• Remember that if you claim that "minority space" as your own, then you are a host to whomever enters it.
Ownership is a privilege that confers a great deal of responsibility. This doesn't just mean be polite to everyone. This means it's your duty to go out of your way to make sure that everyone there is comfortable.
You share this responsibility with all the other "hosts", but if you can't count on them to share the work with you, you still have to do it yourself. And if you're an organizer, don't be shy about reminding the other organizers of their responsibilities as hosts.
If you're at an event and you see someone standing by themselves (whether they "belong" or not) it's up to you to go up to them and draw them into conversation, draw them into a group. This is something you would imagine everyone would do for the friends they invite into the space, but that's not always the case. Make sure you introduce the guest to at least three new people. Take a few seconds to think of people who will actually talk to your guest, and, in fact, give them things to talk about. "My friend Eric is a photographer, too!" "Steve also started his own magazine. You might have seen it." etc.
• Don't let anyone of your group, even strangers, get away with bullshit.
This is more difficult, because the type of incident that I mentioned above, doesn't happen in front of me. You can't prevent all silly buggers from playing in your space, but you can go a long way towards creating an atmosphere that discourages such attitudes. And if your fellow members see you talking animatedly with "outsider" guests, they'll feel less certain about openly insulting outsiders.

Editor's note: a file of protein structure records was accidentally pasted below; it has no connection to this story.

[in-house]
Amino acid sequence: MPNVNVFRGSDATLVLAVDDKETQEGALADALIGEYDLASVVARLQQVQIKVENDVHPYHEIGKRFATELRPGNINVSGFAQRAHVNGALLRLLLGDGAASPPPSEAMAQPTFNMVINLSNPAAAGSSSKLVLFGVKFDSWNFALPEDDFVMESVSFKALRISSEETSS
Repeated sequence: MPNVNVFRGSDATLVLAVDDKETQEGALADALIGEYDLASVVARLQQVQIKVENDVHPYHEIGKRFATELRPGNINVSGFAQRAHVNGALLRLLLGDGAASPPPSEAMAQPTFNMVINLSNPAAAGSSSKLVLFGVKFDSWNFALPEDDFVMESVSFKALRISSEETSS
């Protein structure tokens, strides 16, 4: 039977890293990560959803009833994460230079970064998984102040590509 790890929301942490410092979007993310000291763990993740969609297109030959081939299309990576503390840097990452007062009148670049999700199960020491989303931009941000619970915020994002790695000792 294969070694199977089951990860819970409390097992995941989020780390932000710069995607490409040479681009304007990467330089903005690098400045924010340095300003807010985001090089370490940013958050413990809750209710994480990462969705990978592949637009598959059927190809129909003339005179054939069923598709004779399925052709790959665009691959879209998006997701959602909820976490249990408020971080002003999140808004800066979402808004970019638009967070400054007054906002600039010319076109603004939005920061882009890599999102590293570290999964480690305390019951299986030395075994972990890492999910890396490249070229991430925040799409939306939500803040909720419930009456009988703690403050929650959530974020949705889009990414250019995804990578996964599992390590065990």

But if you should happen to hear someone say something questionable, by no means let it pass! You don't need to be angry or hostile, but you do need to nip it in the bud, straight away. Often, a simple "It's funny you should feel that way, because I don't at all," will do the trick, but if you need to be more explicit, get explicit. And don't hesitate to call on someone you trust to back you up. It is a group effort, and a group atmosphere that you are striving for. You don't need to---and in fact, can't---create it alone.
• There's a difference between guests and invaders. You don't have to permit invasion.